Synopses & Reviews
Encompassing Amazonian rainforests, Andean peaks, coastal lowlands, and the Galandaacute;pagos Islands, Ecuadorandrsquo;s geography is notably diverse. So too are its history, culture, and politics, all of which are examined from many perspectives in The Ecuador Reader
. Spanning the years before the arrival of the Spanish in the early 1500s to the present, this rich anthology addresses colonialism, independence, the nationandrsquo;s integration into the world economy, and its tumultuous twentieth century. Interspersed among forty-eight written selections are more than three dozen images.
The voices and creations of Ecuadorian politicians, writers, artists, scholars, activists, and journalists fill the Reader, from Josandeacute; Marandiacute;a Velasco Ibarra, the nationandrsquo;s ultimate populist and five-time president, to Pancho Jaime, a political satirist; from Julio Jaramillo, a popular twentieth-century singer, to anonymous indigenous women artists who produced ceramics in the 1500s; and from the poems of Afro-Ecuadorians, to the fiction of the vanguardist Pablo Palacio, to a recipe for traditional Quiteandntilde;o-style shrimp. The Reader includes an interview with Nina Pacari, the first indigenous woman elected to Ecuadorandrsquo;s national assembly, and a reflection on how to balance tourism with the protection of the Galandaacute;pagos Islandsandrsquo; magnificent ecosystem. Complementing selections by Ecuadorians, many never published in English, are samples of some of the best writing on Ecuador by outsiders, including an account of how an indigenous group with non-Inca origins came to see themselves as definitively Incan, an exploration of the fascination with the Andes from the 1700s to the present, chronicles of the less-than-exemplary behavior of U.S. corporations in Ecuador, an examination of Ecuadoriansandrsquo; overseas migration, and a look at the controversy surrounding the selection of the first black Miss Ecuador.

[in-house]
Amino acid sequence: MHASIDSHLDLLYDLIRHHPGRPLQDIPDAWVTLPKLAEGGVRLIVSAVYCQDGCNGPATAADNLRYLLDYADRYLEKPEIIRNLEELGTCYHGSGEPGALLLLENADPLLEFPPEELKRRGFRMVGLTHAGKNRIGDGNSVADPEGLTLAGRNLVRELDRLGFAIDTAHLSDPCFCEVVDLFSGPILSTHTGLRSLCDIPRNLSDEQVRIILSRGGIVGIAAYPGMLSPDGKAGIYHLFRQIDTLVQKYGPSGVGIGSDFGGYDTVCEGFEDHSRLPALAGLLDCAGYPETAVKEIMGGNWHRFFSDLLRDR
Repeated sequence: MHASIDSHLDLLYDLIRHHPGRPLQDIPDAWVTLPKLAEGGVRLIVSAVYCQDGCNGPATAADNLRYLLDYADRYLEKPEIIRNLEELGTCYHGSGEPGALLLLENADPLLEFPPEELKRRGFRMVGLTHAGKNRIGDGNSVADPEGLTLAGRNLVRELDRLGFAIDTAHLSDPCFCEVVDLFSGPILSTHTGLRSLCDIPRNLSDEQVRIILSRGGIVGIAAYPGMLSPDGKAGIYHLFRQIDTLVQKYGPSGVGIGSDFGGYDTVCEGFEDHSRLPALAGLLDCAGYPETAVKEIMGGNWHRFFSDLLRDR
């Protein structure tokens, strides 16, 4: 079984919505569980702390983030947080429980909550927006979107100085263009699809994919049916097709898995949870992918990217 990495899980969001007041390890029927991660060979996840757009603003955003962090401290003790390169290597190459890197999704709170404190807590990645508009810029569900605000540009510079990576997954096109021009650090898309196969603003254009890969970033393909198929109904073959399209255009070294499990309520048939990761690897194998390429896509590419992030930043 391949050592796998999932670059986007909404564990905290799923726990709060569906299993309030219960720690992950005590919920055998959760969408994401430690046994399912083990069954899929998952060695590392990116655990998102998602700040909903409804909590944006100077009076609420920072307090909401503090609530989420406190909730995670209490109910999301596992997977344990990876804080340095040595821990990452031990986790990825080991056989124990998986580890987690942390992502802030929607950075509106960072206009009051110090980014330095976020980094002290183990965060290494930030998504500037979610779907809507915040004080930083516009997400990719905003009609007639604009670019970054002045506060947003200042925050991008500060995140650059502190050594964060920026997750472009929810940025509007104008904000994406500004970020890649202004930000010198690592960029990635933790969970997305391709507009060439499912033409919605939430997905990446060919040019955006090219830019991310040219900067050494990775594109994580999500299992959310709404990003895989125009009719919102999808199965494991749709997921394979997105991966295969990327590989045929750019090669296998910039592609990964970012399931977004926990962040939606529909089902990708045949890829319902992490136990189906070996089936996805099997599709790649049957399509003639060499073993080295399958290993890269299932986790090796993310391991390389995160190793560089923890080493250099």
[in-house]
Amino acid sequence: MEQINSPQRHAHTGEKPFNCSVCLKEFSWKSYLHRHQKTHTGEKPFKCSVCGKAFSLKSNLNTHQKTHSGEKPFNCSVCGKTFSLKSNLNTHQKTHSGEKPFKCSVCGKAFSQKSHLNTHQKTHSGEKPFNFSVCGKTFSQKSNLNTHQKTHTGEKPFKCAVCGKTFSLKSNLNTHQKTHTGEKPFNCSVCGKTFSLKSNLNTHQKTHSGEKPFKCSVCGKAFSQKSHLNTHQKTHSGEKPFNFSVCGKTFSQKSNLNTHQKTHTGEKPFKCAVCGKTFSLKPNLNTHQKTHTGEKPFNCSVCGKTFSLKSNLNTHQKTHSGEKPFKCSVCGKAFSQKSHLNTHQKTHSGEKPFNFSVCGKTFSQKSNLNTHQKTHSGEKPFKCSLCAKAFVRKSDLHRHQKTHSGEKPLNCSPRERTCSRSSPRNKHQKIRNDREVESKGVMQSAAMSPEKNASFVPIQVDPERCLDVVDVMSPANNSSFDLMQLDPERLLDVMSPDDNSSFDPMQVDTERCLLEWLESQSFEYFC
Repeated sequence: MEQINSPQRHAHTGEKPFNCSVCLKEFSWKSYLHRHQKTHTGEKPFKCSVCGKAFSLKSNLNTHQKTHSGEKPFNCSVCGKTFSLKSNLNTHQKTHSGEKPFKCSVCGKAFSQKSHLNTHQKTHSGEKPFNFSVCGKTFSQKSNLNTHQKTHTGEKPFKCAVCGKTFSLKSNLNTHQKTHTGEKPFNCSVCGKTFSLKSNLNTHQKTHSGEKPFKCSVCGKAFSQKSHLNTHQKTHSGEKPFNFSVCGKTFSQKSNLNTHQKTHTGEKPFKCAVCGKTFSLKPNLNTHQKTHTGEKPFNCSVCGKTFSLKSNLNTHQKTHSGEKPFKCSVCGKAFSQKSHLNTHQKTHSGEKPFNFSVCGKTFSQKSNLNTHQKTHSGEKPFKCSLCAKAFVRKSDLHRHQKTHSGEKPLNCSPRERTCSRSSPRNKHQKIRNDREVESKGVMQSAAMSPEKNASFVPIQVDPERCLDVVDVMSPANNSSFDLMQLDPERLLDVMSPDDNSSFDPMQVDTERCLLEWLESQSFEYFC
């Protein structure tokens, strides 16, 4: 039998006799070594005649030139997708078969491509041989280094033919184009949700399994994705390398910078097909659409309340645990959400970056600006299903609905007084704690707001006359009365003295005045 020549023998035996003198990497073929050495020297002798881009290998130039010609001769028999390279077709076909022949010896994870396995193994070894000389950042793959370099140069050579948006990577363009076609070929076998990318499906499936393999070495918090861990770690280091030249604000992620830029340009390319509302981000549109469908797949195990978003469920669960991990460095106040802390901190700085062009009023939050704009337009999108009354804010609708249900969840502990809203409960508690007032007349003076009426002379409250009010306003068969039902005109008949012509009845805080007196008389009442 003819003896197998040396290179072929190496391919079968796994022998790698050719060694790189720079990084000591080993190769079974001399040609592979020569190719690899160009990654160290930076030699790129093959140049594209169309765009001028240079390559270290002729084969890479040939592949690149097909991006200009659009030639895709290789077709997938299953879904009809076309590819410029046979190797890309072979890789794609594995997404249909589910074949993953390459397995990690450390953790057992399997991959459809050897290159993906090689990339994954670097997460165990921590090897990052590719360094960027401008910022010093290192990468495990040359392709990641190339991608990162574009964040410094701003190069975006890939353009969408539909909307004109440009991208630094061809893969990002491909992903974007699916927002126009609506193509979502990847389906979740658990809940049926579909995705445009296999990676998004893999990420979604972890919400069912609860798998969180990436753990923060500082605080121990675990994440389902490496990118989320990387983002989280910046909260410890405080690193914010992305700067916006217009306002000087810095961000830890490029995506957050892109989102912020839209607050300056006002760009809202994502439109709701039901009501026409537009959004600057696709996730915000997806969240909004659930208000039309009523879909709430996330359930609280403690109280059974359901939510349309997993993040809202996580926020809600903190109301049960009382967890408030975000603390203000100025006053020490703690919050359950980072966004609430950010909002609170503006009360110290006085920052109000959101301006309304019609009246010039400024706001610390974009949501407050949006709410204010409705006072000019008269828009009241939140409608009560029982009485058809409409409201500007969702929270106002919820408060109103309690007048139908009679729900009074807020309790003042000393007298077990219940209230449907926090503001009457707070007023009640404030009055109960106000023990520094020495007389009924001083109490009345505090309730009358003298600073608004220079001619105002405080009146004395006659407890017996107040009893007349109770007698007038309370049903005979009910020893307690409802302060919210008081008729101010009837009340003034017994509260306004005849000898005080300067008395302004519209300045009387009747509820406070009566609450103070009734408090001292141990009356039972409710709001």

andldquo;The Ecuador Reader is a gateway for understanding the volatile and intriguing history of this complex, multicultural land. From Josandeacute; Marandiacute;a Velasco Ibarraandrsquo;s fiery populism to the politics of a contemporary beauty pageant, the book captures the rich diversity of the countryandrsquo;s past and present. It is a major contribution to the study of the Andean world.andrdquo;andmdash;Catherine M. Conaghan, Queenandrsquo;s University
andldquo;The Ecuador Reader offers an intriguing glimpse of the diverse voices and perspectives through which Ecuadorians have engaged the social, political, and cultural challenges of crafting a modern nation. Compiled by two of the leading scholars of Ecuadorian cultural and political thought, the essays in this volume provide testimony to the diversity and creativity of the intellectuals, organizations, communities, and individuals who people Ecuadorian history. The discussions of identity, ethnicity, colonialism, development, culture, and the state found in these pages offer a unique starting point for exploring Ecuadorandrsquo;s historical path from being a colony on the edges of the Inca and Spanish empires to becoming a central player in modern Latin American political debates.andrdquo;andmdash;Deborah Poole, Johns Hopkins University
An interdisciplinary anthology of work from and about Ecuador, including nonfiction, poetry, journalism, history, and cultural analysis, with many primary resources never before published in English.
About the Author
Carlos de la Torre is Director of the doctoral program in and Chair of Political Studies at FLACSO (La Facultad Latinoamericana de Ciencias Sociales) in Quito, Ecuador. He is the author of Populist Seduction in Latin America: The Ecuadorian Experience and several books in Spanish, including Afroquiteandntilde;os: Ciudadanandiacute;a y Racismo.
Steve Striffler is Professor of Anthropology at the University of Arkansas. He is the author of In the Shadows of State and Capital: the United Fruit Company, Popular Struggle, and Agrarian Restructuring in Ecuador, 1900andndash;1995 and a coeditor of Banana Wars: Power, Production, and History in the Americas, both also published by Duke University Press.
Table of Contents
I. Conquest and Colonial Rule 9
II. A New Nation 101
III. The Rise of the Popular 159
IV. Global Currents 193
V. Domination and Struggle 281
VI. Cultures and Identities Redefined 341
Suggestions for Further Reading 423
Acknowledgment of Copyrights 427